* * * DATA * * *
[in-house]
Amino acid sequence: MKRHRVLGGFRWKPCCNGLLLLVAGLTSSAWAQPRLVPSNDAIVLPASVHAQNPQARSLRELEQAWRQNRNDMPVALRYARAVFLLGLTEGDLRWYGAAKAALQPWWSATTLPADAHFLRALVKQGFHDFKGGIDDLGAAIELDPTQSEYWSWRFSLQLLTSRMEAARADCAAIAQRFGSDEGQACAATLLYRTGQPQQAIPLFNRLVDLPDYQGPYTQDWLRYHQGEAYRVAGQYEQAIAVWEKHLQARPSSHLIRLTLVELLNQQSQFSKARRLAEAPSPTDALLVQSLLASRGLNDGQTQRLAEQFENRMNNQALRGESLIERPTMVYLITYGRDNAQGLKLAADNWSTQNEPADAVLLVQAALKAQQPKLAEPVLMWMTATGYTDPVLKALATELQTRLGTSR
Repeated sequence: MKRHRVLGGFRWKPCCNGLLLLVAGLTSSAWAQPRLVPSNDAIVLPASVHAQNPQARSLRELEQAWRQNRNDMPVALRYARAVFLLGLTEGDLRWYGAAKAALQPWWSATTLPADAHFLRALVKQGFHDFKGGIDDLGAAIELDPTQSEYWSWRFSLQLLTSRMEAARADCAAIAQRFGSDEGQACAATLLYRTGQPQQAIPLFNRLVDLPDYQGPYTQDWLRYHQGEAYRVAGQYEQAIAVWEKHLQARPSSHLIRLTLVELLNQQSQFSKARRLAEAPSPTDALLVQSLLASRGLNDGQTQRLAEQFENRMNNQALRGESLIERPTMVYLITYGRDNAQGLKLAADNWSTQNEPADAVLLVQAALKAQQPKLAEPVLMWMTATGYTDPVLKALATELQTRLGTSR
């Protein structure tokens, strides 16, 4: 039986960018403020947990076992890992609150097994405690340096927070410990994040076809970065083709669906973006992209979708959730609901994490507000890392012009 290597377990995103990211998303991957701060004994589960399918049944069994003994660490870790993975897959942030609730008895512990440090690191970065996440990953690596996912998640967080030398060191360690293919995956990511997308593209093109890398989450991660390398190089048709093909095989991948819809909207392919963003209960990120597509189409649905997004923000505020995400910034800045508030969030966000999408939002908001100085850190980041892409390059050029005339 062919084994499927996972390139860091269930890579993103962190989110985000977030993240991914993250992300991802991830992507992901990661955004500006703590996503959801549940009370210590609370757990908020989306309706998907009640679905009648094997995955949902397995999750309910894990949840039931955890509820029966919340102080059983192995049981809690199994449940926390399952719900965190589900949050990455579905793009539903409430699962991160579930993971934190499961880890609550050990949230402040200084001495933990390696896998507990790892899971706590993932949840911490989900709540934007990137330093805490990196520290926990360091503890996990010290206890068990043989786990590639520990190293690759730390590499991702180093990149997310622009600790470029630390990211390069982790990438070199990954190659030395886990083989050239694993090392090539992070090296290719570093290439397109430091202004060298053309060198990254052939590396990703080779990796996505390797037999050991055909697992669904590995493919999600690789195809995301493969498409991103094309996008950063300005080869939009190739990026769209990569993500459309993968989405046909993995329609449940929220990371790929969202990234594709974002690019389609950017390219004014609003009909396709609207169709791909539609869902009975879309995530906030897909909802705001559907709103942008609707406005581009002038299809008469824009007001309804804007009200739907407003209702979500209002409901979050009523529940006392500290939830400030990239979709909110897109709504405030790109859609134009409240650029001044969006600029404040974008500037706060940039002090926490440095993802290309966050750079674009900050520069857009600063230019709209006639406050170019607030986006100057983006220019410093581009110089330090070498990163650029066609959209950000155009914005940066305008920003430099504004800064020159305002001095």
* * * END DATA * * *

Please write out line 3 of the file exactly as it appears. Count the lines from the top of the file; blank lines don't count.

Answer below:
Repeated sequence: MKRHRVLGGFRWKPCCNGLLLLVAGLTSSAWAQPRLVPSNDAIVLPASVHAQNPQARSLRELEQAWRQNRNDMPVALRYARAVFLLGLTEGDLRWYGAAKAALQPWWSATTLPADAHFLRALVKQGFHDFKGGIDDLGAAIELDPTQSEYWSWRFSLQLLTSRMEAARADCAAIAQRFGSDEGQACAATLLYRTGQPQQAIPLFNRLVDLPDYQGPYTQDWLRYHQGEAYRVAGQYEQAIAVWEKHLQARPSSHLIRLTLVELLNQQSQFSKARRLAEAPSPTDALLVQSLLASRGLNDGQTQRLAEQFENRMNNQALRGESLIERPTMVYLITYGRDNAQGLKLAADNWSTQNEPADAVLLVQAALKAQQPKLAEPVLMWMTATGYTDPVLKALATELQTRLGTSR